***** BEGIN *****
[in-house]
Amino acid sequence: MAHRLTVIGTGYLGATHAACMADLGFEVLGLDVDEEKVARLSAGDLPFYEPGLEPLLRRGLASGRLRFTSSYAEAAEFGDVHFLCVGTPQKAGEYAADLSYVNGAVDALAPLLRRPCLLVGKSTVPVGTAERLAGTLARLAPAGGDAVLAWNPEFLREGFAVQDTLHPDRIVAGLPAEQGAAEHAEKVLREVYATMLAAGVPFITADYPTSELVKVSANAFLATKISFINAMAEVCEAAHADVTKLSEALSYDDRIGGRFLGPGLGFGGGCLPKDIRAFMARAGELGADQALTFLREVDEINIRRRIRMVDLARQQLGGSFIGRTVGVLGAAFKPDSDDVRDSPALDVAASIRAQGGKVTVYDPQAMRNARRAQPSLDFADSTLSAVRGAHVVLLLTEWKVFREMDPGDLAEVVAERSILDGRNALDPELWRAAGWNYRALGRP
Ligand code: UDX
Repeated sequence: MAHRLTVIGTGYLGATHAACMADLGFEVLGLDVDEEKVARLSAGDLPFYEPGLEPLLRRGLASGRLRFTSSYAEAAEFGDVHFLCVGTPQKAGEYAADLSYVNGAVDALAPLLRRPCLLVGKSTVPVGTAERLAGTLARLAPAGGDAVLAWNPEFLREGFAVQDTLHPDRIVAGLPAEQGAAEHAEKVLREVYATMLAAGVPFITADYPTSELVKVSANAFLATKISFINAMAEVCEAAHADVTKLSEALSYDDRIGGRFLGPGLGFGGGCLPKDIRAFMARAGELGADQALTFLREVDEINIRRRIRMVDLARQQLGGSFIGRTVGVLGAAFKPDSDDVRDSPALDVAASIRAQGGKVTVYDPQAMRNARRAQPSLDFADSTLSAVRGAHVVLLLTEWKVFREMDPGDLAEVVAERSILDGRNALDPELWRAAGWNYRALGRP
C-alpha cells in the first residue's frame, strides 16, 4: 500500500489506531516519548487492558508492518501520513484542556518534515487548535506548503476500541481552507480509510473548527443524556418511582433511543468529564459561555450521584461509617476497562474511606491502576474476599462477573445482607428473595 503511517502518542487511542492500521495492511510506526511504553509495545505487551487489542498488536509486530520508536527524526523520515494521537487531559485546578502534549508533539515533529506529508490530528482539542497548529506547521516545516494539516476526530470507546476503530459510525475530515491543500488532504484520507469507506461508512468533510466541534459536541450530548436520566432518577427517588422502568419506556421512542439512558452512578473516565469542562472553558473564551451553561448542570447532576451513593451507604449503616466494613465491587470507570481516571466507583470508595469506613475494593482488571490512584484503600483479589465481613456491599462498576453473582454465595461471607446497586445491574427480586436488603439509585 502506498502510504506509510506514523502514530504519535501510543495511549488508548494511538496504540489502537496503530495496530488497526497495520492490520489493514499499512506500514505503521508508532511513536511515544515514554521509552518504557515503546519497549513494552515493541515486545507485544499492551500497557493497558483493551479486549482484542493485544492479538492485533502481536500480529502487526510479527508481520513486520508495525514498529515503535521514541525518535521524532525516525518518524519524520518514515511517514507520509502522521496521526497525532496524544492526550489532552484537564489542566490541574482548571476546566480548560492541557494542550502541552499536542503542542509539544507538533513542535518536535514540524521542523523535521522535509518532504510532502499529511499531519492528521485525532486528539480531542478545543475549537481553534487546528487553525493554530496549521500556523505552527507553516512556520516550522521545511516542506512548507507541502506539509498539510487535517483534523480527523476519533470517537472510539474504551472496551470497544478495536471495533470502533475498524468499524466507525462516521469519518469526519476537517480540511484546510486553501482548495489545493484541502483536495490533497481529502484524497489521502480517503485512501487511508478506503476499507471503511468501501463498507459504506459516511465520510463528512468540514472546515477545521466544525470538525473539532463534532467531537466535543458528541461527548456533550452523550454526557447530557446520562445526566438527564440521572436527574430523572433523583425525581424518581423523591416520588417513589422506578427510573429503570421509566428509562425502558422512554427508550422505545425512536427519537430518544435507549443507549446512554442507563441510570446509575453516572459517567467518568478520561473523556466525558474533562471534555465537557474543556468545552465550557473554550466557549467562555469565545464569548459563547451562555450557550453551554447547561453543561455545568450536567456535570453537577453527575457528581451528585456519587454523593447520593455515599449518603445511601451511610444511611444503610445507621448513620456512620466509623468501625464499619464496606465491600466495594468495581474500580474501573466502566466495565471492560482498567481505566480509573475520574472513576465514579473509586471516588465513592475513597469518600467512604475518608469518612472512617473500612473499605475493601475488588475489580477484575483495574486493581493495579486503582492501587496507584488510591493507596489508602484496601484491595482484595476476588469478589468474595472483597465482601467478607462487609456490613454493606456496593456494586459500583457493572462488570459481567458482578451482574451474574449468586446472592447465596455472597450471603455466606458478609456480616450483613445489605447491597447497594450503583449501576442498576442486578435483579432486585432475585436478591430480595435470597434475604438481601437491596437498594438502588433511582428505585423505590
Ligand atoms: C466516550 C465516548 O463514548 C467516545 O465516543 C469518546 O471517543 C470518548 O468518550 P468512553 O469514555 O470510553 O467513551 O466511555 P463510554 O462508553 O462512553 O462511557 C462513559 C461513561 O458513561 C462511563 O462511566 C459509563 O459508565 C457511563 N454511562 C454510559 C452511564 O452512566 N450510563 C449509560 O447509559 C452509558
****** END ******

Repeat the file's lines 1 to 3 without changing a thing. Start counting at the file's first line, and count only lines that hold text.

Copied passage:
[in-house]
Amino acid sequence: MAHRLTVIGTGYLGATHAACMADLGFEVLGLDVDEEKVARLSAGDLPFYEPGLEPLLRRGLASGRLRFTSSYAEAAEFGDVHFLCVGTPQKAGEYAADLSYVNGAVDALAPLLRRPCLLVGKSTVPVGTAERLAGTLARLAPAGGDAVLAWNPEFLREGFAVQDTLHPDRIVAGLPAEQGAAEHAEKVLREVYATMLAAGVPFITADYPTSELVKVSANAFLATKISFINAMAEVCEAAHADVTKLSEALSYDDRIGGRFLGPGLGFGGGCLPKDIRAFMARAGELGADQALTFLREVDEINIRRRIRMVDLARQQLGGSFIGRTVGVLGAAFKPDSDDVRDSPALDVAASIRAQGGKVTVYDPQAMRNARRAQPSLDFADSTLSAVRGAHVVLLLTEWKVFREMDPGDLAEVVAERSILDGRNALDPELWRAAGWNYRALGRP
Ligand code: UDX